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 > Camping with 287 brothers and sisters

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w6pea



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Posted: 08/29/09 03:49pm Link  |  Print  |  Notify Moderator

They deserve a lot more recognition than they get.


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Eugarps

Hagerstown, MD

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Posted: 08/29/09 06:54pm Link  |  Print  |  Notify Moderator

Thanks SheepCamp and please pass our thanks along to your 287 brothers and sisters. [emoticon]


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sleepy

Oak Ridge,Tennessee

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Posted: 08/29/09 07:06pm Link  |  Print  |  Notify Moderator

thanks for being there Doug... was your daughter on this wild fire?

We saw the remains of the fire at the North Rim of the grand canyon that she fought a year or two ago.

I sent a link to our firefighters... son and daughter in law.

Stay safe!


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seldomseensmith

Flagstaff, AZ

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Posted: 08/30/09 09:19am Link  |  Print  |  Notify Moderator

Thanks for the great post - fire camp logistics are indeed impressive. The speed with which all these services get mobilized is pretty amazing.


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RickW

Sacramento CA

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Posted: 08/30/09 05:28pm Link  |  Print  |  Notify Moderator

Thanks for the excellent description of your day at the office!

I very much appreciate the magnitude of your job having been "tent city mayor" for several exercises in the military. Camping with an air show. I am very envious of your catering and shower facilities. We always did it with two by fours and canvas.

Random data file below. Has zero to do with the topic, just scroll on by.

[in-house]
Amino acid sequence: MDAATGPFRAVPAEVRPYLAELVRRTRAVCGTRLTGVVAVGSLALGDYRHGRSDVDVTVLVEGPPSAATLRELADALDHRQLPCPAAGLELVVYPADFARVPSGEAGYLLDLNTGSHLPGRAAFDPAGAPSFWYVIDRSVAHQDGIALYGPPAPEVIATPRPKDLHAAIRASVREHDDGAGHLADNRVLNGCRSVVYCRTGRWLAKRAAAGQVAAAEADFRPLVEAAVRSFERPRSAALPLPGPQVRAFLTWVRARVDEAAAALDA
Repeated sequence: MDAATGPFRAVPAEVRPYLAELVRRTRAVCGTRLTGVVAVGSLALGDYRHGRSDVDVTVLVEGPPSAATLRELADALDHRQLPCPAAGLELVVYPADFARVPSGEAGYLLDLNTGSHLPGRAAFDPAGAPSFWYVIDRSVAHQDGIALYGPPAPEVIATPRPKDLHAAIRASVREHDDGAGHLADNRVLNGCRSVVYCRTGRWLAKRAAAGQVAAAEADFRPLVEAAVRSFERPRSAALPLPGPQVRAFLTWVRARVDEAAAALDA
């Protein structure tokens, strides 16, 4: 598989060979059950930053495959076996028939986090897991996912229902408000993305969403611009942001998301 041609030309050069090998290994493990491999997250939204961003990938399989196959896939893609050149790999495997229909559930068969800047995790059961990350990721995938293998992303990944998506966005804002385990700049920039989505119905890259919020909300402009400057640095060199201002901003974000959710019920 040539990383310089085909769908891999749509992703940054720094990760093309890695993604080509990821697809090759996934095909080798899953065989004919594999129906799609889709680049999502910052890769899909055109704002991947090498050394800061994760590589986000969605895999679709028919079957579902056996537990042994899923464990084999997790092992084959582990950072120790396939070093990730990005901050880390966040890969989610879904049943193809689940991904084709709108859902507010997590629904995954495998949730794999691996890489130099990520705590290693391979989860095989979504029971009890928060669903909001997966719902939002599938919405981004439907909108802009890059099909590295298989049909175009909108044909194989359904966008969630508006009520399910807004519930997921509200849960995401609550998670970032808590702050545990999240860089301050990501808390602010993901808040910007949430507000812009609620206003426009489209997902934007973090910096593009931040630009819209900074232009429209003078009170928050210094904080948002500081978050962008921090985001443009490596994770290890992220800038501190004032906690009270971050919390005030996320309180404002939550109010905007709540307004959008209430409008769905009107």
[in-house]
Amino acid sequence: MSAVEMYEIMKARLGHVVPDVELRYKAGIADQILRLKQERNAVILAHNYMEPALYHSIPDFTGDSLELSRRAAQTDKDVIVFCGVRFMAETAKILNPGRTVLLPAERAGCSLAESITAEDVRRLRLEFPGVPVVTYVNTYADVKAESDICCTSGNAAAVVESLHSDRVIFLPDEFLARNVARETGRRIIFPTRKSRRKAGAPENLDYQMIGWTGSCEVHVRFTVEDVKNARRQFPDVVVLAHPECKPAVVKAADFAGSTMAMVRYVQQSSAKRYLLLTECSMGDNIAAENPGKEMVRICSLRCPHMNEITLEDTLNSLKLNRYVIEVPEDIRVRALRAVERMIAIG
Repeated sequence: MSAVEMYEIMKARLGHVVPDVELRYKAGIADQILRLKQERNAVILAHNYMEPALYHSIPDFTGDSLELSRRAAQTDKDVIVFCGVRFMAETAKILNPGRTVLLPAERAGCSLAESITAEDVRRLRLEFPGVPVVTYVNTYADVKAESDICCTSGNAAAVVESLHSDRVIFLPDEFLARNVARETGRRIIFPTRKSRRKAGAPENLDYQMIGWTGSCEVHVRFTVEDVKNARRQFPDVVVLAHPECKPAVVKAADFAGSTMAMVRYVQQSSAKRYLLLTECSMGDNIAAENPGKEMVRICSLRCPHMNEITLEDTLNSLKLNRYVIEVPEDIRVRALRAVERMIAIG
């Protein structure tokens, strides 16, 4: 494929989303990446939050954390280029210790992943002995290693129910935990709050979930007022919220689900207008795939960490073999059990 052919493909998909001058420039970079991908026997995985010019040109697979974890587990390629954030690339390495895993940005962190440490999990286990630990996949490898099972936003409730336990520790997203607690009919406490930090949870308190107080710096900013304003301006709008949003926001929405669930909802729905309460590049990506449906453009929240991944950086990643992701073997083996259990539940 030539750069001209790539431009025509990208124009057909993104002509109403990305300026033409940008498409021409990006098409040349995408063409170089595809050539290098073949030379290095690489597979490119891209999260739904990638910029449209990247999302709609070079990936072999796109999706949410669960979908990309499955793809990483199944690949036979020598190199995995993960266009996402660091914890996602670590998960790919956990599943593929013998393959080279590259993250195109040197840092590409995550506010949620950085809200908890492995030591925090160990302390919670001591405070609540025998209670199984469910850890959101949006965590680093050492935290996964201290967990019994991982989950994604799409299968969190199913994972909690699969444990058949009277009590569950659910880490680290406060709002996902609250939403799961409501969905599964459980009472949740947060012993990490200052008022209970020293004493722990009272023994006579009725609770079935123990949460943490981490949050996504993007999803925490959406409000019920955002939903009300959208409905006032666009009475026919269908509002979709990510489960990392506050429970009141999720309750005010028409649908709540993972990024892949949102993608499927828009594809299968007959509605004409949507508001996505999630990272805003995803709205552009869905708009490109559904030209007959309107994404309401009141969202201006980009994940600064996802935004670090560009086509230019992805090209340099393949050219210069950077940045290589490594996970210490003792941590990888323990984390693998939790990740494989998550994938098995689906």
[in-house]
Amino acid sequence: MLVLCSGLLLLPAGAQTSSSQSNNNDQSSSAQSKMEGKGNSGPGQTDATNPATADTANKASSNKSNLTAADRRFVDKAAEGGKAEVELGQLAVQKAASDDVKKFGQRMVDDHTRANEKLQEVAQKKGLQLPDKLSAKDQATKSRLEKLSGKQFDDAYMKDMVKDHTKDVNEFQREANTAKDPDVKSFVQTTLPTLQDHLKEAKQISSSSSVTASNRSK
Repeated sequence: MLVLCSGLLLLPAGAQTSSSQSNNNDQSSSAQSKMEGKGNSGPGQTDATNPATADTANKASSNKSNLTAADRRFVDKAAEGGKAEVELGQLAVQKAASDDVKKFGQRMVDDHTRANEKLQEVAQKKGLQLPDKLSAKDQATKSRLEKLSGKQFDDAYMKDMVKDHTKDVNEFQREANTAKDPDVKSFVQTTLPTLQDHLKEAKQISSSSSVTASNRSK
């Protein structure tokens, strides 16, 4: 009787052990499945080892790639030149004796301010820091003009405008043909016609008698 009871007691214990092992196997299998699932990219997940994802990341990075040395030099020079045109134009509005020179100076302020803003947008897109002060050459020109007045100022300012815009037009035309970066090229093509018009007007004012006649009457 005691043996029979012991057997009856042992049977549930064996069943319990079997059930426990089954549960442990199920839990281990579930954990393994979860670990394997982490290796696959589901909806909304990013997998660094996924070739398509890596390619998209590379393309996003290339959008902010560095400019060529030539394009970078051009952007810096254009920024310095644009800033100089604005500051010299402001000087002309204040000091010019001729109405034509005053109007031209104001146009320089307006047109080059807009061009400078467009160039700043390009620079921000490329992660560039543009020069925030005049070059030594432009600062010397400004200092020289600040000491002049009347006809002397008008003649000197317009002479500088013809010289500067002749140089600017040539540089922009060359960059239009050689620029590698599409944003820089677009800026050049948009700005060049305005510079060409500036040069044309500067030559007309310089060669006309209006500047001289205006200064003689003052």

Keep up the good work.


Rick
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kohldad

Goose Creek, SC

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Posted: 08/31/09 02:46pm Link  |  Print  |  Notify Moderator

Thanks for the behind the scenes tour.


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SheepCamp

SW Colorado

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Posted: 08/29/09 08:06pm Link  |  Print  |  Notify Moderator

Part 2: Things go BIG!

With 200 or more in camp, the local’s restaurants could not keep us supplied with meals as they tried to help us and also serve their local customers. So Sunday evening a caterer was ordered to take over the food service. On monday afternoon four semi’s roll into camp from Big Sky Mobile Catering from Missoula, Montana after an all night drive. They bring a crew of about 20 cooks and support staff.

[image]

By eight they had dinner ready for 240 firefighters. Healthy portions of pork chops, baked potato and green beans.

[image]

They also have a quality salad bar and drink selections. Desert is always delicious after a good meal.

[image]

They have a menu that keeps everyone coming back. We average about 5% veggie meals.
[image]


The good food helps keep the crews going day after day. Normal day for the firefighters is to be up before six for breakfast. Morning briefing at 7:00 for the crew bosses, while the crewmembers load up with sack lunches (2 sandwiches, chips, fruit, granola bar, candy bar and two juice cans), water and Gatorade for the day, and any needed supplies. Everyone hits the road about 8:00 for their assigned tasks. It is about a 30 minute drive across the canyon from ICP and up to the fire. When the fire is active, most of these crews would return to camp between 9:00 to 10:00 pm for dinner and sleep. When things slowed down, 8:00 was the normal return time with dinner after they prepped their equipment and debriefed. Layout from left to right: Gray water truck, small trailer is hand wash station with hot water, kitchen and serving in several connected semi trailers. Salad bar, and drinks in first tent. Seating for 200 in next two tents.